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Maria was studying for two college majors when her dean suggested specializing in networks. After winning the NetRiders competition, her skills and dedication helped her secure a position at Cisco.
Maria Del Pilar Munoz was pursuing majors in both computer science and electronics at Pontificia Universidad Javeriana in Colombia, when she received some helpful advice from her dean. “He asked me why I was studying two majors and what my interest was in each one,” she recalls. “After a long talk, we concluded that I was more devoted to computer science and the most interesting part of electronics for me was networking. He recommended enrolling in the Cisco Networking Academy program and focusing on computer sciences for my undergraduate studies.”
Munoz excelled in her courses and quickly earned her Cisco CCNA , CCAI, CCDA , CCNP , and CCDP certifications, with plans to earn her Cisco CCIE certification. One of her most memorable achievements was winning first place at the 2003 Colombia NetRiders competition. “It was the first NetRiders in Colombia and it was dominated by women,” says Munoz. “There were three women and 18 men, and all three women won an award.” As the top contender, Munoz won a trip to visit Cisco headquarters in San Jose .
Winning NetRiders also helped Munoz advance her career. “It gave me the opportunity to be in contact with people from the local Cisco office, so once a vacancy opened, they called me,” she explains. “When I started at Cisco four years ago as an associate systems engineer, I was responsible for the office lab and demos. Now I’m a Cisco consulting systems engineer for the business video group, covering Latin America from Mexico to Brazil.”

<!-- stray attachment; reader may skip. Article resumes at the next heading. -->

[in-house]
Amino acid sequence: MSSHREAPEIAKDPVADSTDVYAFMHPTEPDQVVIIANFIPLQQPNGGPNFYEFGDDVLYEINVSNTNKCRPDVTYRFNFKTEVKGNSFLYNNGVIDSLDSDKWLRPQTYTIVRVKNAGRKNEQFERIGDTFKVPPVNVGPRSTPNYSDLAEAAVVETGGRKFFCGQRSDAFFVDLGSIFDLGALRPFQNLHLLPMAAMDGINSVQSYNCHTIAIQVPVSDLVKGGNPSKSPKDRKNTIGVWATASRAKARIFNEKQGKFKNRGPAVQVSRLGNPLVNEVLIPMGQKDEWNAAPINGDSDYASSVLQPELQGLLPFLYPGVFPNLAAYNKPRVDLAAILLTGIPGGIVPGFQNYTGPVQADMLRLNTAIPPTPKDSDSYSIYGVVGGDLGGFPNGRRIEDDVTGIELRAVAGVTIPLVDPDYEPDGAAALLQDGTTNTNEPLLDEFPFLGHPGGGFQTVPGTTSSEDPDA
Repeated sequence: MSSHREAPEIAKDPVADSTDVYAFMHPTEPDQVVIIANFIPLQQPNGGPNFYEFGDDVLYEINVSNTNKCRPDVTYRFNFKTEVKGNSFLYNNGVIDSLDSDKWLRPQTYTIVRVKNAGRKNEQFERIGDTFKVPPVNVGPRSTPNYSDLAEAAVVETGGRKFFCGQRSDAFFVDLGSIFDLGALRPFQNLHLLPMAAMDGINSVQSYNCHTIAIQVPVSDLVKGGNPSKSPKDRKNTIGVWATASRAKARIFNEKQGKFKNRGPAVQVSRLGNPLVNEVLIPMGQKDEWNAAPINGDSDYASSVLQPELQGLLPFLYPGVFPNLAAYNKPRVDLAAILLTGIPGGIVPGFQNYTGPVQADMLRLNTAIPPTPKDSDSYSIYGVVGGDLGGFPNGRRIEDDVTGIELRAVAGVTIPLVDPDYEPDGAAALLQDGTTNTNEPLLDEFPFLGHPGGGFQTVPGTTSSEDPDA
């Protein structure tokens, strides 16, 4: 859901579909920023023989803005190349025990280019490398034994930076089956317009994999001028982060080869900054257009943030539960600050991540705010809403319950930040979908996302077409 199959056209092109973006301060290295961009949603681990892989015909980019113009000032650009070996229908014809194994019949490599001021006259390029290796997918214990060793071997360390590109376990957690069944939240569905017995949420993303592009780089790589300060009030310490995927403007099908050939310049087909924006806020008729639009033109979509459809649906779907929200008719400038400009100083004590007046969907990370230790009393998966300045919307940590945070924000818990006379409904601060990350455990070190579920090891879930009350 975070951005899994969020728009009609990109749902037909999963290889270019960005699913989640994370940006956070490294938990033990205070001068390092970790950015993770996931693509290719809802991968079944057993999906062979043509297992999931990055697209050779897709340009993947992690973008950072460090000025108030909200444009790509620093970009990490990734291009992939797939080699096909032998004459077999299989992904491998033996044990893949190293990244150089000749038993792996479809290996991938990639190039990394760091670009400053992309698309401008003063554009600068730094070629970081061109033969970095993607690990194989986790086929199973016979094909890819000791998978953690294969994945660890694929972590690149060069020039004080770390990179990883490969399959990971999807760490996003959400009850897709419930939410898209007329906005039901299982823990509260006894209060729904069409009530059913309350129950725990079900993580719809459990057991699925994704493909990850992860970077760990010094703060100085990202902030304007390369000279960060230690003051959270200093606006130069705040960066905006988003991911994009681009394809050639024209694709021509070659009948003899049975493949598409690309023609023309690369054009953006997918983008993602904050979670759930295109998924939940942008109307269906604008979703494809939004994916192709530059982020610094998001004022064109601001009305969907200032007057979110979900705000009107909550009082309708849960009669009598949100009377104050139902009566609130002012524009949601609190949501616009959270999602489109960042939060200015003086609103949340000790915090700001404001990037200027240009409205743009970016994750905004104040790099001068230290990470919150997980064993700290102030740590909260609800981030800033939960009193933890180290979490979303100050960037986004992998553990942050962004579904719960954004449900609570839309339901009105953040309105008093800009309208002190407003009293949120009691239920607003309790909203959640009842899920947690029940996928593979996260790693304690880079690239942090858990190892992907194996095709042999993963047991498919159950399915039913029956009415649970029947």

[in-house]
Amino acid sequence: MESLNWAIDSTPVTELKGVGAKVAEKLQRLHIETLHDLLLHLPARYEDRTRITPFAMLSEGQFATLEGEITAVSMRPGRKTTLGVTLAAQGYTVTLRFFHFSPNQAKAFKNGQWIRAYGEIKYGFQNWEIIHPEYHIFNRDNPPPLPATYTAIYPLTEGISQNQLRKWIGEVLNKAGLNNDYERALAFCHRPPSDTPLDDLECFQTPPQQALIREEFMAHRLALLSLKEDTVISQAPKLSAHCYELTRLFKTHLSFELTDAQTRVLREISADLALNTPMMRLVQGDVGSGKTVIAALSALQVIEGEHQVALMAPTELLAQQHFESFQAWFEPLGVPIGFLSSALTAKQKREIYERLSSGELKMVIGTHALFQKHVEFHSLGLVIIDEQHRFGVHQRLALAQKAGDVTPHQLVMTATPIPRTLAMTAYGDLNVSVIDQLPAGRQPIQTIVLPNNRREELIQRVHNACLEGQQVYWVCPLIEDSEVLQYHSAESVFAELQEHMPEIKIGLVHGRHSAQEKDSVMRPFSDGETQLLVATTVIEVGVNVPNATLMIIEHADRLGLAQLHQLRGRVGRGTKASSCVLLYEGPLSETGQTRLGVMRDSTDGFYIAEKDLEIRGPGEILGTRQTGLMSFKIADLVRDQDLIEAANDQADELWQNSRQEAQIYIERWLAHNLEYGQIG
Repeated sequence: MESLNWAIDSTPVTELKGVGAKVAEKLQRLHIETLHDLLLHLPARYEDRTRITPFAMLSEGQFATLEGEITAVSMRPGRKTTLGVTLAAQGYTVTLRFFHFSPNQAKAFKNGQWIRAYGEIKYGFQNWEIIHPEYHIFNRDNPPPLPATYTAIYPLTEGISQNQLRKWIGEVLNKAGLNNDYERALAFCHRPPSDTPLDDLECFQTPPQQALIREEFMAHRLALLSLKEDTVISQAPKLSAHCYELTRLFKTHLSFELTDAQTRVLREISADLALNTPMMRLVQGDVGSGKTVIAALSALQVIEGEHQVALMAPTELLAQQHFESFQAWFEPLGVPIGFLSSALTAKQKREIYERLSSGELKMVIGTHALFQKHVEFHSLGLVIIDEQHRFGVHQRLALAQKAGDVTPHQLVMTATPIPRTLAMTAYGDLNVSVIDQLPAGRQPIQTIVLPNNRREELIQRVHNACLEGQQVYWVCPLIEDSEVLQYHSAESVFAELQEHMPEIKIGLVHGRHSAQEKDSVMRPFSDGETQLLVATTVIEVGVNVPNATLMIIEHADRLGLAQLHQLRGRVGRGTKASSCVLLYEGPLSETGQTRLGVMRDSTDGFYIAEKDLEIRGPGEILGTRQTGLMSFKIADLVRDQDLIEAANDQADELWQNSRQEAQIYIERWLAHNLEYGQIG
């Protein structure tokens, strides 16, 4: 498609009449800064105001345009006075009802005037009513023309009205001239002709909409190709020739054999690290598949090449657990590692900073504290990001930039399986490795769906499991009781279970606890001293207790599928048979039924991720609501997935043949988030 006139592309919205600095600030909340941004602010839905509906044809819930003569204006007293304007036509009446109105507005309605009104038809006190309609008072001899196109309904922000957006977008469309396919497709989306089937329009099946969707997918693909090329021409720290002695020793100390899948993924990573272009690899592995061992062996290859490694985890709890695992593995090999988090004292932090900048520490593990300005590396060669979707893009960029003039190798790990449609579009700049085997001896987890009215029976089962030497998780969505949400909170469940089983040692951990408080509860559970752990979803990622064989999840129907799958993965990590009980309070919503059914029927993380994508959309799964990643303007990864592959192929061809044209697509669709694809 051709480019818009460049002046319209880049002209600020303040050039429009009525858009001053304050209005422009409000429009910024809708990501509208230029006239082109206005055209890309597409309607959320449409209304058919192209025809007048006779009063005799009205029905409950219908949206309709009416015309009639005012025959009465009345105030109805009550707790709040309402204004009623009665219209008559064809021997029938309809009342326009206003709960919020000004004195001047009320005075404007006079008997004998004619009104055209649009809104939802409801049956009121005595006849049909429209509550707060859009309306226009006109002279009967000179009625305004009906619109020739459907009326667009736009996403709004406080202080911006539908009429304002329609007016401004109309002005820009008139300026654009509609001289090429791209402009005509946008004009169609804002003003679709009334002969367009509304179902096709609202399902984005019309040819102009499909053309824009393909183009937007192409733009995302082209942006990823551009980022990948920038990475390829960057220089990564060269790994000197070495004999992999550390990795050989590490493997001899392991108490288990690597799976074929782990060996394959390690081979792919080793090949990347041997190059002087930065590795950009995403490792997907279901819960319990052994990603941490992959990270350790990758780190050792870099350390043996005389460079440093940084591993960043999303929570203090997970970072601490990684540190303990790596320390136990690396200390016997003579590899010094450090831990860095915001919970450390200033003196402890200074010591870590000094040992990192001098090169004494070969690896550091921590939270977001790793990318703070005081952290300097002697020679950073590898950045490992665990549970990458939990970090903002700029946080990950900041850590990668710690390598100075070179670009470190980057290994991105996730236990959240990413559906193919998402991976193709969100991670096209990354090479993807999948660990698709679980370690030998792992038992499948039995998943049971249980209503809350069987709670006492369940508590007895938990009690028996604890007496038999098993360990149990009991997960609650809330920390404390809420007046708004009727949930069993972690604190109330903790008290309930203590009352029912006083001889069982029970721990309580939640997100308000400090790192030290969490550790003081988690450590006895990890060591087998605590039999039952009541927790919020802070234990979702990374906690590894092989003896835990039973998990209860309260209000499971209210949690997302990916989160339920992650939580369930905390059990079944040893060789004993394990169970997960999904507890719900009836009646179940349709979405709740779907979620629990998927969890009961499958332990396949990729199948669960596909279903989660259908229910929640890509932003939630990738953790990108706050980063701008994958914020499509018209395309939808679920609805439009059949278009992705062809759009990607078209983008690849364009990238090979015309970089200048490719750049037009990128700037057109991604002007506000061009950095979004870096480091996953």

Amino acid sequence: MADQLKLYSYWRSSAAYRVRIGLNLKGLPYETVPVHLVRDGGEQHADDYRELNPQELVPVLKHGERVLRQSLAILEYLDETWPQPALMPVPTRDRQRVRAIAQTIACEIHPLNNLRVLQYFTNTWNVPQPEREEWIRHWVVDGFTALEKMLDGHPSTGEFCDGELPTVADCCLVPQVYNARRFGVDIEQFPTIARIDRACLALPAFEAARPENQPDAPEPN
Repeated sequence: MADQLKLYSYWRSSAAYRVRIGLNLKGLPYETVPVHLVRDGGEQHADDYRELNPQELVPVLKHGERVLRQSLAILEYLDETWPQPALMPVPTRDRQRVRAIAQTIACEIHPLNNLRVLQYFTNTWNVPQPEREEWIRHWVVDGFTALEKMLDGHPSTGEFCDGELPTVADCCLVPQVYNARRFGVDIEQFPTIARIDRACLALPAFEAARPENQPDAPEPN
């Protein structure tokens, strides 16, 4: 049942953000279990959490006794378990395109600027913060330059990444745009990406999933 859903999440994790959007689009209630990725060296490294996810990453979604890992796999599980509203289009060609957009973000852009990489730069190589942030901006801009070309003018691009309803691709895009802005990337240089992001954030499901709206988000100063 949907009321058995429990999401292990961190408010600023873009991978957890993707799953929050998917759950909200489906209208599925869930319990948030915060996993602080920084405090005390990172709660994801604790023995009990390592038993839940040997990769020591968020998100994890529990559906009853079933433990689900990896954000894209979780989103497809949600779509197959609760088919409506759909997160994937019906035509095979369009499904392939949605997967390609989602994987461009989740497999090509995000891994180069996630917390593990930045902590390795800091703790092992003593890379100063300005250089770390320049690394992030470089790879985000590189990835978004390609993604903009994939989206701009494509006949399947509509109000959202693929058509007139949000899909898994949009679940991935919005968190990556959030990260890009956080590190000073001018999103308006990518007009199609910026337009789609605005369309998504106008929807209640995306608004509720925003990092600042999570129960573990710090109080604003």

Munoz is actively involved in helping women enter the ICT field in Colombia. “I was invited to participate in a discussion forum about women and technology, and it felt really good to share my story with other girls and address some of their concerns about a career path in technology,” she explains.
Munoz has also maintained a strong relationship with the Networking Academy program and NetRiders. In addition to teaching at an academy, she’s been invited to help organize NetRiders several times and assisted with preparing challenges, selecting the jury, and promoting the competition."The most rewarding thing for me was having high school students in the competition," she says. "It was amazing to see these students presenting their networking designs and participating in the troubleshooting challenges with incredible confidence. At that moment, I felt proud of our Cisco academies.”